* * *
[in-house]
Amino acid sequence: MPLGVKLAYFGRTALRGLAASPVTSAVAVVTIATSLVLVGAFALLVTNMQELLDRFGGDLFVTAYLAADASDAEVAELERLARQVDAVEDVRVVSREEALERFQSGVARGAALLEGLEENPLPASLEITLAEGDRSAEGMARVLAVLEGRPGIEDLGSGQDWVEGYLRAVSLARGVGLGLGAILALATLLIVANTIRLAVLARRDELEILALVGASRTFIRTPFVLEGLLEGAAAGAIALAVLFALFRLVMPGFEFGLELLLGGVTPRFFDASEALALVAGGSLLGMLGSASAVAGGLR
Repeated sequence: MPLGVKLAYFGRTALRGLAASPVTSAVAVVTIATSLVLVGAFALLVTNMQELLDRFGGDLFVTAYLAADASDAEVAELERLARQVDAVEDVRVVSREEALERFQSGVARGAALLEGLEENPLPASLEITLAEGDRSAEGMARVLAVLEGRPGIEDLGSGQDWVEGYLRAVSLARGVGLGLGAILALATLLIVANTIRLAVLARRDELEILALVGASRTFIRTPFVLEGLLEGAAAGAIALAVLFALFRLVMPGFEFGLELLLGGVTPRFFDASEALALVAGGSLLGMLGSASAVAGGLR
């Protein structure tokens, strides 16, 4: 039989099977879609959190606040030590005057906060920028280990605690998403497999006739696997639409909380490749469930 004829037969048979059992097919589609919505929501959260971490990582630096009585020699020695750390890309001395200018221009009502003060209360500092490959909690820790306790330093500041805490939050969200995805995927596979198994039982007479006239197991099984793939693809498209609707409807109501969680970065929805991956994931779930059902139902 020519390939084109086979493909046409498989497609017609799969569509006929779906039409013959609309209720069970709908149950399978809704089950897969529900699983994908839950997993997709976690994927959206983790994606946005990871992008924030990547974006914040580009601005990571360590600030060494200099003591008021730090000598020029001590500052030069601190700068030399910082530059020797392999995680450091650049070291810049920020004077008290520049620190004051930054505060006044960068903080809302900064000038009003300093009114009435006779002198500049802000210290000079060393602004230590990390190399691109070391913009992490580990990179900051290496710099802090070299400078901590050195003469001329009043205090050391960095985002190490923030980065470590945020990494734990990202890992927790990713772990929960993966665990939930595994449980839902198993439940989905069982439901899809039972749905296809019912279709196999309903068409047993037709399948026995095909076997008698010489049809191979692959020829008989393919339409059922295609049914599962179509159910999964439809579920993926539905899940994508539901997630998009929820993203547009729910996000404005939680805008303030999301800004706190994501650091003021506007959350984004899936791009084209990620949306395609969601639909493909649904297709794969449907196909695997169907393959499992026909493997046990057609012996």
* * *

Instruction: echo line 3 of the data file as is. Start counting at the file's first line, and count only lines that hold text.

Repeated sequence: MPLGVKLAYFGRTALRGLAASPVTSAVAVVTIATSLVLVGAFALLVTNMQELLDRFGGDLFVTAYLAADASDAEVAELERLARQVDAVEDVRVVSREEALERFQSGVARGAALLEGLEENPLPASLEITLAEGDRSAEGMARVLAVLEGRPGIEDLGSGQDWVEGYLRAVSLARGVGLGLGAILALATLLIVANTIRLAVLARRDELEILALVGASRTFIRTPFVLEGLLEGAAAGAIALAVLFALFRLVMPGFEFGLELLLGGVTPRFFDASEALALVAGGSLLGMLGSASAVAGGLR